Racist Video Game Incites Anger

ByABC News
May 1, 2006, 1:56 PM

May 1, 2006 -- -- There's a video game making its way around the Internet, and many who have come across it say it crosses a line.

"Border Patrol" is a Flash-based game that lets players shoot at Mexican immigrants as they try to cross the border into the United States."There's one simple rule," the game's opening screen states, "keep them out ... at any cost!"

The game first surfaced in 2002, but amid the national uproar over illegal immigration, it has reared its ugly head once again.

"This was created by someone who had a racist agenda," said Brian Marcus, director of Internet monitoring for the Anti-Defamation League. "The person who made it intended that the message be racist and meant for it to spread hatred."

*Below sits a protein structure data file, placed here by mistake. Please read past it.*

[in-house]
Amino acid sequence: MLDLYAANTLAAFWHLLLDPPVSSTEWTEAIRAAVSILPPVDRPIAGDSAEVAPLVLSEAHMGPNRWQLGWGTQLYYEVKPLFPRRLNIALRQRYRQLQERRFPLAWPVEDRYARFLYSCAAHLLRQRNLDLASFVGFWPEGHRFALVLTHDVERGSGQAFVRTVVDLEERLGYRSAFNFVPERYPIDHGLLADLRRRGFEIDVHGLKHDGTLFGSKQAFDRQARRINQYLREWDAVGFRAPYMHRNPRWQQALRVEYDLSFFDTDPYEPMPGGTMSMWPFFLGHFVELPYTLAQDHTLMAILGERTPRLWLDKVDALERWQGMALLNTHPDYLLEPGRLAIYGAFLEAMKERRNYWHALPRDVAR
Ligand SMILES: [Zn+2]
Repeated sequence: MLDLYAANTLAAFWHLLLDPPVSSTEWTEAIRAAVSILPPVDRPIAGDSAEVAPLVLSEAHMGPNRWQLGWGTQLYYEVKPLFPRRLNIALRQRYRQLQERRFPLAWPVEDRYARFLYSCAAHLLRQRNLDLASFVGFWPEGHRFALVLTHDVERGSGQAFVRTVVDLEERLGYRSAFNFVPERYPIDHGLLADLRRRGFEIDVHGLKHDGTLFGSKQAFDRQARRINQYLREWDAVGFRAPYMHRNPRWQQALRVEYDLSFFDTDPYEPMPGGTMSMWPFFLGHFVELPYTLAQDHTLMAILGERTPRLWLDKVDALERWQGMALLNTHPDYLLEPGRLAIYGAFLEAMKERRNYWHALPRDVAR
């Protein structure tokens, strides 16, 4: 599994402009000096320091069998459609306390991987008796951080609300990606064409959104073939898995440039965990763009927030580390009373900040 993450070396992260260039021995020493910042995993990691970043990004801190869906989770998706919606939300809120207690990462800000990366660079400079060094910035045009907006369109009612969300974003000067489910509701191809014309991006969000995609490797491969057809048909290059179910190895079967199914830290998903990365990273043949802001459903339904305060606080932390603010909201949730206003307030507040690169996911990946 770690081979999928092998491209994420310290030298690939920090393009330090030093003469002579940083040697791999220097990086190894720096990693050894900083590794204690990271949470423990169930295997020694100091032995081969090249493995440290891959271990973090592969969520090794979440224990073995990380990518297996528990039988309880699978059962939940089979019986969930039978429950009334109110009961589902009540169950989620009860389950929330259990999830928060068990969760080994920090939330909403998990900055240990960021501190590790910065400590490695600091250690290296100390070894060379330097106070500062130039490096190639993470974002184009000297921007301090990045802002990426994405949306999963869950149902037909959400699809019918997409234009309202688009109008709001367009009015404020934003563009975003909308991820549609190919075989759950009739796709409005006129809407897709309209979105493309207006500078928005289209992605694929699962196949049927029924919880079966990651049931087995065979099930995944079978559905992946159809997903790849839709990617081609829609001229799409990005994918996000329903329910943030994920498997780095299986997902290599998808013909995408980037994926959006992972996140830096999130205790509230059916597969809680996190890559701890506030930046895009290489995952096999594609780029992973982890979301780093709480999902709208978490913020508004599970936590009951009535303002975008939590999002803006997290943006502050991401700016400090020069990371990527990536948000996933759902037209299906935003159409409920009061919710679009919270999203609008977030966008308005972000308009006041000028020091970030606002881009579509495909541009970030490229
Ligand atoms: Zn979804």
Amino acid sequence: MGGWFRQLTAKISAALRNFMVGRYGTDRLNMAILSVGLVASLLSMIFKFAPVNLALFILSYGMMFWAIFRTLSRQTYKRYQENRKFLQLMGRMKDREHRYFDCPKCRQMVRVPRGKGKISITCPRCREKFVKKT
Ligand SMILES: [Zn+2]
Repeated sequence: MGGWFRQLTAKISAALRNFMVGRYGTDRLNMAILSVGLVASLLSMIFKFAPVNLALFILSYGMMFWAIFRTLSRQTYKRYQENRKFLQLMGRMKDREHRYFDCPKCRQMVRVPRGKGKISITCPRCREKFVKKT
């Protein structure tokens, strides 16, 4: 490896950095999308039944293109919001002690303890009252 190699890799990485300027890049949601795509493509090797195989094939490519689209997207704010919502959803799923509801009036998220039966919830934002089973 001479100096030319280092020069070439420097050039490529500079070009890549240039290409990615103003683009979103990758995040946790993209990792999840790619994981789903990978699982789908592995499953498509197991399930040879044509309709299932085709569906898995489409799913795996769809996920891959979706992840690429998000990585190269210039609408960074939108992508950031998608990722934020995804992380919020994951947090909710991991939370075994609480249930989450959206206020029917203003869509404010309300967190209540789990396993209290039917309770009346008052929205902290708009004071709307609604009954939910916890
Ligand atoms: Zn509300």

"Border Patrol" upsets many immigrants' rights groups, as well as others. But the game is nothing new, as hate groups and those just looking to ruffle some feathers have long used Flash-based games to spread messages of hate.

In "Border Patrol," players are told to target one of three immigrant groups portrayed in a negative, stereotypical way as the figures rush past a sign that reads "Welcome to the United States." The immigrants are caricatured as bandoleer-wearing "Mexican nationalists," tattoo-touting "drug smugglers" and pregnant "breeders" who sprint with children in tow.

The sign contains an American flag on which the stars representing the 50 states have been replaced with a Jewish Star of David, and a small sign that appears below says "Welfare Office" with an arrow.

"Extremist groups are always looking for new ways to get their message out," said Marcus, "and there's a lot of talk about how, when they make these games, they get a lot of attention."

While the timeliness and offensiveness have attracted a great deal of national media attention, "Border Patrol" isn't the first game of its kind.

Marcus points to games like "Ethnic Cleansing," in which players fight off groups that in the game embody racial, religious and sexual stereotypes to cleanse society.

Though he admits that sometimes the intent is more innocuous, the result can be the same.